The Yorkshire Three Peaks is a hugely popular mountain challenge and maintaining footpaths in the area costs plenty of money, but fortunately people can eat and read their way to funding such work.
Local pub the Lion Inn, based in Settle, established a meal called the Butcher's Board, with 15p from the sale of each platter going to the Yorkshire Dales National Park Authority Three Peaks Project, which was established in 2009 to help with the upkeep of paths.
It meant hungry walkers coming in after a day's walking could enjoy a hearty meal and help with the paths and 1,600 meals later, manager of the pub Ian Pilcher has handed over a cheque to the national park authority.
He said: "I think it's really good to support a local organisation that conserves the area.
"Most of our customers come to walk in the Three Peaks and the menu choice proved very popular. We'll do the same again over the coming winter."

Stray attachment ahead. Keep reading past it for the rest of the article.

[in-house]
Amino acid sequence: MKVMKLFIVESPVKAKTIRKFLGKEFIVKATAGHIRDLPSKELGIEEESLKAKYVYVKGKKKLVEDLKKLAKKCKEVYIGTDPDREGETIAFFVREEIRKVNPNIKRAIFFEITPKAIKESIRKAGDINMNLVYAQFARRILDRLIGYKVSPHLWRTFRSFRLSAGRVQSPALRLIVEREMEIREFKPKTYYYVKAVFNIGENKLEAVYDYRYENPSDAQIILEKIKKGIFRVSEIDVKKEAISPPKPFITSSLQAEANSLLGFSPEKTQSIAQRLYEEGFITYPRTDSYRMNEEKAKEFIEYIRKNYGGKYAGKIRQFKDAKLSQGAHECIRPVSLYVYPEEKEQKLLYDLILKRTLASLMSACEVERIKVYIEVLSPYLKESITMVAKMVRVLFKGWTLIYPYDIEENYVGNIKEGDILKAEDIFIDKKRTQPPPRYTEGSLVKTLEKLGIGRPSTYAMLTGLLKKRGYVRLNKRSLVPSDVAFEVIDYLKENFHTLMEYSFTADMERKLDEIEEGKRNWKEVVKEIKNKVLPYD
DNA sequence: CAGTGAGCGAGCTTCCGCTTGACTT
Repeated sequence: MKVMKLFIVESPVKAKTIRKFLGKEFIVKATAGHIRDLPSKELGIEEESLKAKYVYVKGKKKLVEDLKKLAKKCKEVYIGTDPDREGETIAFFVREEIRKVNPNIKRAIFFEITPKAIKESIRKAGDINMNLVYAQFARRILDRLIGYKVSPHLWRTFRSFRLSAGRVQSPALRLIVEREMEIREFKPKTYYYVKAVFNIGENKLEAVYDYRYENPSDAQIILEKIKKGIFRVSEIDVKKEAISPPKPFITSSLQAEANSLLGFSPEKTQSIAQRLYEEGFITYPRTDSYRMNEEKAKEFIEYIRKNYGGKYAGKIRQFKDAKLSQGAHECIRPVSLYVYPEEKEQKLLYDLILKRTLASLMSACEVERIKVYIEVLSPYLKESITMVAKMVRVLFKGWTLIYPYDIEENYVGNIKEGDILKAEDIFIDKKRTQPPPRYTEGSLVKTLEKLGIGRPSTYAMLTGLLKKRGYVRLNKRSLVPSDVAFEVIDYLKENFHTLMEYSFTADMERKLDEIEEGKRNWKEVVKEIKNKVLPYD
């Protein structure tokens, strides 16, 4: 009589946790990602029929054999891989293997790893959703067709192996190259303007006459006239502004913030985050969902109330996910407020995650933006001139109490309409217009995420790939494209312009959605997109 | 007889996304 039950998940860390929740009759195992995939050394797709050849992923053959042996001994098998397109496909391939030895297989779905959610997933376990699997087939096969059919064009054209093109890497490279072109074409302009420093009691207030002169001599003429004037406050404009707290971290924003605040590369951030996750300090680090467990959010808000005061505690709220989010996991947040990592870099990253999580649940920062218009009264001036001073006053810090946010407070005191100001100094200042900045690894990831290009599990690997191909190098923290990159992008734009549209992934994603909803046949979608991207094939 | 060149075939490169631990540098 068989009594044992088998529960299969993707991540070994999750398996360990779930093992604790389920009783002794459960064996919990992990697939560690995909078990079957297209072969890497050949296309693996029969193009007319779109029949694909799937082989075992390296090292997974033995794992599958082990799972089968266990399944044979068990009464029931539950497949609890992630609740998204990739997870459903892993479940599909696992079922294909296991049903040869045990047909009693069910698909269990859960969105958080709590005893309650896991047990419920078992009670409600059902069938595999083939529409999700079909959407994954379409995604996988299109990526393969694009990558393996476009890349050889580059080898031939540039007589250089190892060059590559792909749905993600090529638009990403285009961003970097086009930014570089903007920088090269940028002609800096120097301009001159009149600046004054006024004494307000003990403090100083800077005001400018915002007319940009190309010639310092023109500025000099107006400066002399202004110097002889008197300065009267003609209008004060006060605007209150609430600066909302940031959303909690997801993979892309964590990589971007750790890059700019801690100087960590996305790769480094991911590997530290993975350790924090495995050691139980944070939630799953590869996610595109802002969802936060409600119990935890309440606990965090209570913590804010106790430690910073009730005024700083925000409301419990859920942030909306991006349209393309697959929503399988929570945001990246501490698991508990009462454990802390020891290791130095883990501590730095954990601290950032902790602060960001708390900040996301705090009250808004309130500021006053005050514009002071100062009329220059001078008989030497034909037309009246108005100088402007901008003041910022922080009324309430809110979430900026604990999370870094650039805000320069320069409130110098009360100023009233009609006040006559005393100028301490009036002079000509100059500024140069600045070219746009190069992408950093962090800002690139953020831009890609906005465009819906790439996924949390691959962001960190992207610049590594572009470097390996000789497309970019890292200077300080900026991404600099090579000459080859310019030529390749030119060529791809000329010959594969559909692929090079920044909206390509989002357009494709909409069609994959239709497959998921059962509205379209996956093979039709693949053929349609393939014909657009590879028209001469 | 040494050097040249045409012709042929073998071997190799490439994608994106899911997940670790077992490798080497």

Nor is it just on the peaks themselves that people love to go walking
. The national park is full of mountains and valleys and public transport access to them is provided by the Settle to Carlisle Railway, famous for its scenic vistas and architecture.
Tony and Chris Grogan of Saltaire-based publishers Skyware decided that their bookDales Rail Trails should be used to raise some money to help with the upkeep of places it promotes.
The guide features 32 routes from stations on the line, as well as the Three Peaks route and also the Six Peaks Trail, which links up with the line between Settle and Kirkby Stephen.
Although the book only went on sale earlier this year, the pair have been able to hand over a cheque for £200 to Friends of the Three Peak, a National Park-supported body that helps maintain the local landscape.
Chris Grogan said: "It has only been on sale since the spring so we’re hopeful that we can make further contributions."
Walkers using the line can access a number of peaks from the stations along the route. For instance, walkers alighting at Garsdale could cross the valley and climb Baugh Fell (2,224 ft) and Wild Boar Fell (2,323 ft).
The latter currently lies outside the national park, but will be brought within its boundaries if the proposed boundary extensions go ahead.